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The Review Garage

Rating the best and worst in cars, SUVs, trucks, motorcycles, tools and accessories.

Author

Jason Fogelson

Automotive journalist and author. Managing Editor for Ride.tech, powered by Kelley Blue Book.

When is a Coupe Not a Coupe? When It’s a 2020 Mercedes-AMG GLC 63 Coupe

by Jason Fogelson

I have to rethink everything I’ve said over the years about the word “coupe.” I’m a traditionalist, and cling to the definition “a two-door hardtop car.” In my head, I picture a 1969 Chevy Nova two-door notchback – that’s my Platonic ideal of a coupe. The four-door version is a sedan. In my head, both of these cars are brown, by the way.

Mercedes-AMG GLC 63 S 4MATIC+ Coupé (2019)

Mercedes-Benz began to tinker with the word “coupe” when it brought the 2004 CLS-Class. It was a four-door sedan with coupe-like styling, and it was gorgeous. And Mercedes called it a coupe, despite the fact that it was empirically a sedan. The CLS-Class caught on, and spawned a flock of coupe-styled four doors, so it wasn’t a big surprise when the coupe-styling craze jumped across to SUVs, notably first on the BMW X6. Coupe-like styling gave the X6 a visual boost over the X5, but actually reduced the utility of the utility vehicle. Still, BMW did it again with the X4, a four-door liftback SUV that they call “the Sports Activity Coupe.” I shake my old man fist at the X4, and insist that it turn down its loud music and gets off my lawn.

Profile Left Blue

Now, I may have to eat my words. I spent a week test-driving the 2020 Mercedes-AMG GLC 63 S Coupe, and I fell in love. I no longer care whether they call it a coupe, an SUV, or a phaeton. Call it whatever you like – I call it fantastic.

As with all AMG vehicles, it all starts with the engine. This one gets a twin-turbocharged 4.0-liter V8 that’s rated to produce 503 hp and 516 lb-ft of torque, and uses an AMG Speedshift MCT nine-speed automatic transmission. The engine sings its siren song through a perfectly tuned exhaust, delivering a throaty note that rumbles in the pit of your stomach. The transmission can be operated manually via paddle shifters, or automatically, where it does a great job. The power comes on in a rush, and just keeps coming. Mercedes states a 0-60 mph time of 3.6 seconds, and top speed is quoted at 174 mph (electronically limited). 4MATIC all-wheel drive is standard.

Mercedes-AMG GLC 63 S 4MATIC+  (2019)

Six dynamic driving modes are available in a new suite called AMG Dynamics. The modes (Slippery, Comfort, Sport, Sport+, Individual and Race) select parameters for throttle response, transmission behavior, steering feel, suspension settings, all-wheel drive torque distribution, locking differential action, and stability control – in other words, just about every aspect of driving. Cruising around, I tended to leave the Coupe in Comfort. When I wanted to romp a bit, I switched to Sport+, which stiffened up the ride and steering substantially, and put the Coupe on its toes – a real jolt of caffeine. If I had more time with the car, I would have invested time in dialing in an Individual setting for my favorite roads.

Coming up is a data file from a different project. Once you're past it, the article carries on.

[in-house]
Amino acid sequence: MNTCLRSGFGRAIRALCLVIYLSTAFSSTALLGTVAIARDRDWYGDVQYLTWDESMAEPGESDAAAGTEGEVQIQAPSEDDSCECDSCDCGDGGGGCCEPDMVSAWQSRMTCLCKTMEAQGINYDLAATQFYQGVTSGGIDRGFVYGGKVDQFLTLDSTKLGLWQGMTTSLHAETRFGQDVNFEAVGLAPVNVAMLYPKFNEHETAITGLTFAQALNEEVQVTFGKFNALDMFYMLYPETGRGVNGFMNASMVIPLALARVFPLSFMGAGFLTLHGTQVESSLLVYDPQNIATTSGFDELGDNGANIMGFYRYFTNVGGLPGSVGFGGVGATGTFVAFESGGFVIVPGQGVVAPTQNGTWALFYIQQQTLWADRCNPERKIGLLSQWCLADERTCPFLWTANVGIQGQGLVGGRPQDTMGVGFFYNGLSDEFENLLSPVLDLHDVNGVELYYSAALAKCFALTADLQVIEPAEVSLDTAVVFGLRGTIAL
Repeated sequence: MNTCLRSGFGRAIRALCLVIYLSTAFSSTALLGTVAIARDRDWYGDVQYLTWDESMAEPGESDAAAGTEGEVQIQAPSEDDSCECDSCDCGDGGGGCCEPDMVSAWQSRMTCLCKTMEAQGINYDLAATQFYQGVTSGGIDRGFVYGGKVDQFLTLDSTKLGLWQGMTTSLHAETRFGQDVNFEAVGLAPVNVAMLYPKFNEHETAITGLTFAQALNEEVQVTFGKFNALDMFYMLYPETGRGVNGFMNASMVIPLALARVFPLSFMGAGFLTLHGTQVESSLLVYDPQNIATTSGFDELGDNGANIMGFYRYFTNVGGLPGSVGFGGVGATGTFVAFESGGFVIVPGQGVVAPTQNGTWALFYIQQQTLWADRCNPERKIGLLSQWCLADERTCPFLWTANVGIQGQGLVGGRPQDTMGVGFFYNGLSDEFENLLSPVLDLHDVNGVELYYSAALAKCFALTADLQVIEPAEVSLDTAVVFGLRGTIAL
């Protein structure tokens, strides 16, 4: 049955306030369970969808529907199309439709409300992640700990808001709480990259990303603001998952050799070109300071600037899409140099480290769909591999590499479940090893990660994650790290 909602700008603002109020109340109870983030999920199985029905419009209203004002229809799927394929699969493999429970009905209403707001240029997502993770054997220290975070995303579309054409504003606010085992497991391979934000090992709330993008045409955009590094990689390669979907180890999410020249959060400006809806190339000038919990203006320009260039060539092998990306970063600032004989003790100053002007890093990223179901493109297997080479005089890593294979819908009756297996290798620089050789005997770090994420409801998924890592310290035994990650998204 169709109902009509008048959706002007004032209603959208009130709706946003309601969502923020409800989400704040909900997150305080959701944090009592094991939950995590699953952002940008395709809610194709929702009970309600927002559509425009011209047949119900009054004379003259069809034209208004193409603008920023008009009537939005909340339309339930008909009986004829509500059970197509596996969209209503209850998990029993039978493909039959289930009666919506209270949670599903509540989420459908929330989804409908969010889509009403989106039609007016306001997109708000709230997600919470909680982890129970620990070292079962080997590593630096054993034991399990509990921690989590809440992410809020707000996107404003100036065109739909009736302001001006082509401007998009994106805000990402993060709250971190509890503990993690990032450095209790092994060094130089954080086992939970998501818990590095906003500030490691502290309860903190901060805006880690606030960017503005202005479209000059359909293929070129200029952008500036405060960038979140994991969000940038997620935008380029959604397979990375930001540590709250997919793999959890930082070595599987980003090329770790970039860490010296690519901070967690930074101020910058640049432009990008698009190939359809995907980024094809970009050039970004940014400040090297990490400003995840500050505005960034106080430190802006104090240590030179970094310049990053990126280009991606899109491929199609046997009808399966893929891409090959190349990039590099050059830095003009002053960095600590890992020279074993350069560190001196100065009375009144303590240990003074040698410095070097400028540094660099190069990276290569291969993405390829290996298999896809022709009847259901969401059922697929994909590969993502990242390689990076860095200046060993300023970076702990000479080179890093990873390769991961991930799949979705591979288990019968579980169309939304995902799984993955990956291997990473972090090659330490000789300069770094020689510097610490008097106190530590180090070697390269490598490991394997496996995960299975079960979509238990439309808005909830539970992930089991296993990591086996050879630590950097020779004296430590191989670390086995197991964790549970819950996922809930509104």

Mercedes-AMG GLC 63 S 4MATIC+ Coupé (2019)

GLC’s interior is elegantly tailored. It has a subtle mix of materials, and uses carbon fiber to great effect, trimming it with polished metal and accenting with piano black. The dash is simple, sturdy, and perfect – one of my favorites. The landscape-oriented 10.25-inch infotainment screen sits above the center stack, close to the driver’s line of vision, which is great. It’s loaded with a new MBUX infotainment system, which is easy to navigate. The information is spread across the big screen, and supplemented or echoed in the 12.3-inch instrument cluster above the steering wheel. A head-up display is available ($1,100), and would be a smart addition for the safety-minded driver. I’m a big fan.

Mercedes-AMG GLC 63 S 4MATIC+  (2019)

Outside, I love the lines of the Coupe. I have trouble thinking of it as an SUV, because it really doesn’t have the stance or proportions that I have come to expect of an SUV. It’s somewhere between a fastback and an SUV. If you’re looking for a vehicle that maximizes cargo capacity, this is not the one for you. But, if you need a bit more usable interior room than a traditional sedan, and still want a sleek profile and a sporty-looking vehicle, the GLC delivers. It’s athletic and taut, and really quite gorgeous, especially with Mercedes-AMG-level fit-and-finish.

All this beauty comes at a price. The base price for the 2020 Mercedes-AMG GLC 63 S Coupe is $84,100. My test vehicle with options came with an as-tested price of $96,425. Compare this to a base Mercedes-Benz GLC Coupe, which starts at $50,000, and it’s a little bit of a jolt.

Mercedes-AMG GLC 63 S 4MATIC+ Coupé (2019)

You should also compare the GLC 63 S to the Porsche Macan, BMW X4, Acura RDX, Infiniti QX60 and Land Rover Range Rover Velar before making a decision.

I’ll be the one over here eating my words, and scratching out the definition of “coupe” in my dictionary.

Disclaimer: The manufacturer provided the vehicle used to conduct this test drive and review.

Mercedes-AMG GLC 63 S 4MATIC+ Coupé (2019)

Photos (c) Mercedes-Benz

Setting Sail in Volvo’s Flagship SUV, the 2020 Volvo XC90 T8 E-AWD Inscription